Stephanie Morrill is the creator of GoTeenWriters.com and the author of several young adult novels, including the historical mystery, The Lost Girl of Astor Street. Despite loving cloche hats and drop-waist dresses, Stephanie would have been a terrible flapper because she can’t do the Charleston and looks awful with bobbed hair. She and her near-constant ponytail live in Kansas City with her husband and three kids. You can connect with her on Facebook, Twitter, Pinterest, Instagram, and sign up for monthly updates on her authorwebsite.
—an article, a short story, a novel—only to reread their work and feel like it's an enormous mess.
When I get the chance to talk to young writers, I often hear something like, "The first book I wrote is such a mess because I didn't know what I was doing. I still like the story, but I'm just not sure it's even worth editing."
When you first start writing, you are growing and changing so rapidly that your skill level by the end of writing a novel is often much different than it was when you started. Especially if this is one of the first times you've pushed yourself to write an entire book, or if it's taken several years to complete it.
So do you have some messy completed drafts sitting on your hard drive that you've been afraid to touch? If so, here are some thoughts from my experience that I hope can help you:
Not every first draft is worth editing.
In about thirty seconds, I can think of nine completed manuscripts sitting on my hard drive unedited. Some of them are books I wrote in my late teens that just didn't work the way I thought they would, and I've lost my interest in the story. But three of them were written in the last few years. Several of them I still love.
But like you, the writing time I have is very limited. Right now I've made the choice to pursue YA historical fiction, so using my writing time to edit the YA contemporary novel that I inexplicably love despite it hardly having a plot just doesn't make sense for me right now.
Only you can answer if your book is worth the time investment that edits requires.
"Not Now" isn't the same as "Not ever."
But deciding that now isn't the time you want to work on edits doesn't mean you never will. I once archived a completed second draft of Me, Just Different, swearing the story was broken beyond repair, and I was moving on. But Skylar and Connor wouldn't leave me alone, and several months later I got the broken manuscript back out. Sometimes time away is all we need to renew our enthusiasm for a story.
Editing is a different skill than writing.
You've worked hard to learn how to write an entire first draft. You've studied elements of story structure, developed your characters' backstories, rewritten your opening scene countless times, and invested months, maybe years, into producing a completed draft.
Shouldn't editing be a natural extension of what you've learned so far?
Go Teen Writers: How To Turn Your First Draft Into A Finished Book.)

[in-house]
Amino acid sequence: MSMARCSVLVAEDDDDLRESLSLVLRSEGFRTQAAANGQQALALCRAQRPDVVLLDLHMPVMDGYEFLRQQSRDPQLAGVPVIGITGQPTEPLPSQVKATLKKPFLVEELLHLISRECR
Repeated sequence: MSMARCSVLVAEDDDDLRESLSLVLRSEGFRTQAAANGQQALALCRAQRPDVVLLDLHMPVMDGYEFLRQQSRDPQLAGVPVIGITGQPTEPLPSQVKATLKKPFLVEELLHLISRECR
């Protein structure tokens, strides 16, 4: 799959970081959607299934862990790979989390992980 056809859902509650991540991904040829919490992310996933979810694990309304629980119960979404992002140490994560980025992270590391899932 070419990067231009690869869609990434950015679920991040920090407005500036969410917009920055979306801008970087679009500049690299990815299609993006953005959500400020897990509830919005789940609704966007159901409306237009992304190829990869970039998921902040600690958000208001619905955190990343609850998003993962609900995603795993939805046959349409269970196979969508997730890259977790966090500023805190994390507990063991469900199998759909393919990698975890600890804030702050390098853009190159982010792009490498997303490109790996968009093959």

I know edits can feel intimidating, and that a new, shiny book idea often sounds like a lot more fun. (And there's nothing wrong with chasing the fun. I encourage it!) But like the classic Michael Crichton quote goes, "Books aren't written, they're rewritten." Eventually, if you want your story to read like a book, you'll have to hone your editing skills.
Only take the plunge on edits when you feel the time is right.
Only now you don't really feel like shining her up. If your first drafts are anything like my first drafts, there are different tenses, hardly any description, flat characters, and loads of other issues that you don't know yet how to fix. And there's this new story idea that you think could be even better...
But what about the people who have supported you? I know it's uncomfortable to say, "Yeah, I invested a lot of time in writing that draft. I got up early to work on it, and when you wanted to hang out with me, I sometimes said, 'I can't because I want to write.' But now I'm not going to edit it. I'm just going to put it away."
If you're not a writer, this can be a difficult thing to understand. All that work, and now you're just going to put it away? But editing is hard enough when you feel excited about the book, and I've yet to see success when I unenthusiastically edit. Unless you've signed a contract and you're on a deadline, I recommend waiting to edit until you feel ready.
"I want to edit my book, but how do I even start?"Maybe you really want to edit your book, and you're willing to put in the work, but you just don't know how to fix it. Here are some links that I hope will help you along your way:
The Go Teen Writers Book: Jill and I poured our heart and soul into this thing. We talk about big picture editing stuff, drill down into those smaller issues that crop up, and then have loads of resources and worksheets in the end.
Editing for the first time? 5 Thoughts To Help You Make Sense of It.
Editing In Layers series:
Have you edited a book before? Drop a line of encouragement for those who are new to it, and maybe share a tip or two. If you haven't edited before and have questions, leave them in the comments for us!